There’s no straight answer for knowing the right path for your own individual weight loss goals.

Weight loss can lead to many questions like, “What foods should I eat to lose weight?”, or “How long does it take to lose 40 pounds?’, or even “Is it normal for weight to fluctuate during my weight loss journey?” Fluctuations in your weight are not abnormal.

However, when these fluctuations occur, our bodies attempt to steer us towards some sort of homeostasis, or equilibrium. These changes toward homeostasis happen slowly, but they tend to hold our bodies to a specific body chemistry. We can alter this with changes in our activity and nutrition over time.

We’ll look into the science of what happens when you lose weight and what an optimal 40 pound weight loss schedule looks like.

What happens when our weight fluctuates? 

Weight gain and weight loss are two different biological processes in the human body, and we’ll go over how each one is different.


The body’s process to gain weight:

When someone gains weight, it’s typically because their energy input, like food and drink, is greater than how their body burns it off, such as metabolism and activity. These four main aspects of food, drinks, metabolism, and activity vary from person to person, so there’s no one-size-fits-all model for losing weight.

As well, sometimes disease, stress, and other factors can affect the way your body interacts with energy. However, many weight loss programs tend to engage with some sort of energy reduction as one of the primary ways to control the way your body handles this energy.

If the energy your body takes in is greater than the energy it burns off, it will try and convert that energy into a dense molecule called fat. This fat is stored in special fat cells found in adipose tissue all across your body. As your body increases the amount of fat molecules, it creates more fat cells to house them.


The body’s process to lose weight:

In contrast, weight loss is when the amount of energy our body burns is greater than the amount of energy our bodies take in.

Most people can alter either their intake or the ways their bodies burn energy to influence this. However, weight loss looks different than weight gain. Rather than eliminating fat cells and adipose tissue, your body just uses the fat molecules stored inside those fat cells. The cells themselves don’t just disappear; while some research points to them possibly disappearing after a decade, that adipose tissue sticks around for at least a long while.

This is why the commonly held belief that losing weight is harder than gaining weight is true: when your body is gaining weight, it has to build tissue to fit the extra energy. When your body is losing weight, typically it’s merely creating empty containers that can be easily filled with fat molecules later on. The process of adding fat molecules to pre-existing fat cells is easier than the process of creating new fat cells to fill up. And if you’re in a cycle of losing and gaining weight, it’s even easier to gain it since your body is so used to emptying and refilling the same adipose tissue!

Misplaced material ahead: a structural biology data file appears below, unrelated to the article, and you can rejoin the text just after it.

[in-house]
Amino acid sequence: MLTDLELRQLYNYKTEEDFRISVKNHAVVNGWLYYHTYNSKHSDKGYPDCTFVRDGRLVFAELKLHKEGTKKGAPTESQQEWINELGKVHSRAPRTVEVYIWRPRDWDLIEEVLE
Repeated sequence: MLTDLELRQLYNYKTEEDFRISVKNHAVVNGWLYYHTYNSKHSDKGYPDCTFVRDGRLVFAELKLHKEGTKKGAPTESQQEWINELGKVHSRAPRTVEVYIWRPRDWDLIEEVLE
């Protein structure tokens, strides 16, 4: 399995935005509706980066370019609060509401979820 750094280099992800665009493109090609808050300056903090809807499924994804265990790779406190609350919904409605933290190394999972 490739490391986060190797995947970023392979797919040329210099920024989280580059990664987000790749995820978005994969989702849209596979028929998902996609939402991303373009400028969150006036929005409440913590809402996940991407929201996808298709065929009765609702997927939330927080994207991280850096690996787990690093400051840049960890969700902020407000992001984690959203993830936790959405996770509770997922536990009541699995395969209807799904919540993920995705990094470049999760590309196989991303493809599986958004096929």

Factors that can affect how quickly our bodies lose weight over a certain period of time…

Overall, calories in versus calories out is the largest factor in weight gain and weight loss, but thats not to say its the only factor that might affect how rapidly you might gain or lose weight. There are a few other factors that might cause weight fluctuations during your weight loss journey.


1) Cutting carbohydrates & water weight connection:

Because our body prefers to use carbohydrates/glycogen for energy and glycogen is stored in muscles with water, when glycogen is depleted in our muscles due to a low-carb diet then water in our muscles becomes depleted as well (this is not to say you’r dehydrated though).

Keeping water intake up is essential during the weight loss process to ensure you’re actually burning fat [rather than just losing water weight].

Assuming a lower-carb routine is being followed for weight loss and when you have more mass and water to lose, you’ll see larger initial drops in weight because of this process.

Plus, any exercise routine will amplify water loss and therefore water weight loss.


2) Metabolism is running at a higher capacity:

Cutting caloric intake creates a deficit for a metabolism that’s running at higher capacity due to the fact that there were more calories coming in previous to the deficit. So as your body adapts to the new lower calorie intake, its going to keep converting stores into energy at a higher rate resulting in a jump-start to the weight loss process.

If in calorie deficit for prolonged amount of time, your body will adapt to the new calorie intake which may slow weight loss efforts.